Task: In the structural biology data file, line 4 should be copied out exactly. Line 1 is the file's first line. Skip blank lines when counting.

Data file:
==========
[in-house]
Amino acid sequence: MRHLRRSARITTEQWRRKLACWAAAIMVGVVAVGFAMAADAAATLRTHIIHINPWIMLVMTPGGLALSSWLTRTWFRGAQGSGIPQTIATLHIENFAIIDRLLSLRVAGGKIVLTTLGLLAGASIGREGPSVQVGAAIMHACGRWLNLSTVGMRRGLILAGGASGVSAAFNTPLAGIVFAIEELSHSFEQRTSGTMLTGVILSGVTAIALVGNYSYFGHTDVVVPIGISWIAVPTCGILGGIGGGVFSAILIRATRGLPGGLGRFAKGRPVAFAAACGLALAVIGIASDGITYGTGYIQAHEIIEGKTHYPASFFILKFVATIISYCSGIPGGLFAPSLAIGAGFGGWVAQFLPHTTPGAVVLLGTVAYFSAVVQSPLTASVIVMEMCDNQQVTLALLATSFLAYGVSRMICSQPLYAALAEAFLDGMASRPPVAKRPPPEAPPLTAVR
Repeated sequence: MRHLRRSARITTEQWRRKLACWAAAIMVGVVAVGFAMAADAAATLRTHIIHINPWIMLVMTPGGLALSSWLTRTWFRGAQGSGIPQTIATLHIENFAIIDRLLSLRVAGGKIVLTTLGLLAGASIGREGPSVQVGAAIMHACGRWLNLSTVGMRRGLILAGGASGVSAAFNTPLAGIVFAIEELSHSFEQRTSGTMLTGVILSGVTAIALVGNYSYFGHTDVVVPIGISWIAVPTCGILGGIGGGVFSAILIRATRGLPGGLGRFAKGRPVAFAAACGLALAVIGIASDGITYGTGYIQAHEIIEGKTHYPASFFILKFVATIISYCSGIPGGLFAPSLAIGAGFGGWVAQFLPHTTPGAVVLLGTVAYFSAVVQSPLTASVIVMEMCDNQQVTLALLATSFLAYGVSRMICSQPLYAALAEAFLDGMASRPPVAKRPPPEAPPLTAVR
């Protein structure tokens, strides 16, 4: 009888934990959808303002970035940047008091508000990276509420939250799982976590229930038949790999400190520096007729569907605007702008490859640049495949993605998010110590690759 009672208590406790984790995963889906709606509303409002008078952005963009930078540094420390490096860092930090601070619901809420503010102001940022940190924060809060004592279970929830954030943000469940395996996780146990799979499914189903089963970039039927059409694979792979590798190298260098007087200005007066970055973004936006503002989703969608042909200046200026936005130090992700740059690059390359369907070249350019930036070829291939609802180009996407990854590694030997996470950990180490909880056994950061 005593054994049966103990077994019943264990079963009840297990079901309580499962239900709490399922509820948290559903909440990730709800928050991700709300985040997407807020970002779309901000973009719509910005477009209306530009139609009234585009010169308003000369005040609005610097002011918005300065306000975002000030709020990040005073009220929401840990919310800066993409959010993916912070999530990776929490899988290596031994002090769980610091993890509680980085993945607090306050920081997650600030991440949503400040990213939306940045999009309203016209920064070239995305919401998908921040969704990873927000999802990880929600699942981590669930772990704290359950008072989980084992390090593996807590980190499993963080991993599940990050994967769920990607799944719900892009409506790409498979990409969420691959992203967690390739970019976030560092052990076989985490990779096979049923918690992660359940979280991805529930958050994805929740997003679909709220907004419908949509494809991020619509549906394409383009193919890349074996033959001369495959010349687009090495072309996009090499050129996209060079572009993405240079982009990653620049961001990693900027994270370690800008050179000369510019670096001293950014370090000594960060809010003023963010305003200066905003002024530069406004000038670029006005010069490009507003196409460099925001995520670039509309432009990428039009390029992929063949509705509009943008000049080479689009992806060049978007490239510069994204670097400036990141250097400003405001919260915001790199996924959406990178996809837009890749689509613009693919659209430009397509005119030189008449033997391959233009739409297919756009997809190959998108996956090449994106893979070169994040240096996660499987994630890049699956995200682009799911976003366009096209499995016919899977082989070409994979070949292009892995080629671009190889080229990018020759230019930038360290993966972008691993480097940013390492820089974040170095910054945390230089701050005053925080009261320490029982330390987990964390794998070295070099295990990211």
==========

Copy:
């Protein structure tokens, strides 16, 4: 009888934990959808303002970035940047008091508000990276509420939250799982976590229930038949790999400190520096007729569907605007702008490859640049495949993605998010110590690759 009672208590406790984790995963889906709606509303409002008078952005963009930078540094420390490096860092930090601070619901809420503010102001940022940190924060809060004592279970929830954030943000469940395996996780146990799979499914189903089963970039039927059409694979792979590798190298260098007087200005007066970055973004936006503002989703969608042909200046200026936005130090992700740059690059390359369907070249350019930036070829291939609802180009996407990854590694030997996470950990180490909880056994950061 005593054994049966103990077994019943264990079963009840297990079901309580499962239900709490399922509820948290559903909440990730709800928050991700709300985040997407807020970002779309901000973009719509910005477009209306530009139609009234585009010169308003000369005040609005610097002011918005300065306000975002000030709020990040005073009220929401840990919310800066993409959010993916912070999530990776929490899988290596031994002090769980610091993890509680980085993945607090306050920081997650600030991440949503400040990213939306940045999009309203016209920064070239995305919401998908921040969704990873927000999802990880929600699942981590669930772990704290359950008072989980084992390090593996807590980190499993963080991993599940990050994967769920990607799944719900892009409506790409498979990409969420691959992203967690390739970019976030560092052990076989985490990779096979049923918690992660359940979280991805529930958050994805929740997003679909709220907004419908949509494809991020619509549906394409383009193919890349074996033959001369495959010349687009090495072309996009090499050129996209060079572009993405240079982009990653620049961001990693900027994270370690800008050179000369510019670096001293950014370090000594960060809010003023963010305003200066905003002024530069406004000038670029006005010069490009507003196409460099925001995520670039509309432009990428039009390029992929063949509705509009943008000049080479689009992806060049978007490239510069994204670097400036990141250097400003405001919260915001790199996924959406990178996809837009890749689509613009693919659209430009397509005119030189008449033997391959233009739409297919756009997809190959998108996956090449994106893979070169994040240096996660499987994630890049699956995200682009799911976003366009096209499995016919899977082989070409994979070949292009892995080629671009190889080229990018020759230019930038360290993966972008691993480097940013390492820089974040170095910054945390230089701050005053925080009261320490029982330390987990964390794998070295070099295990990211």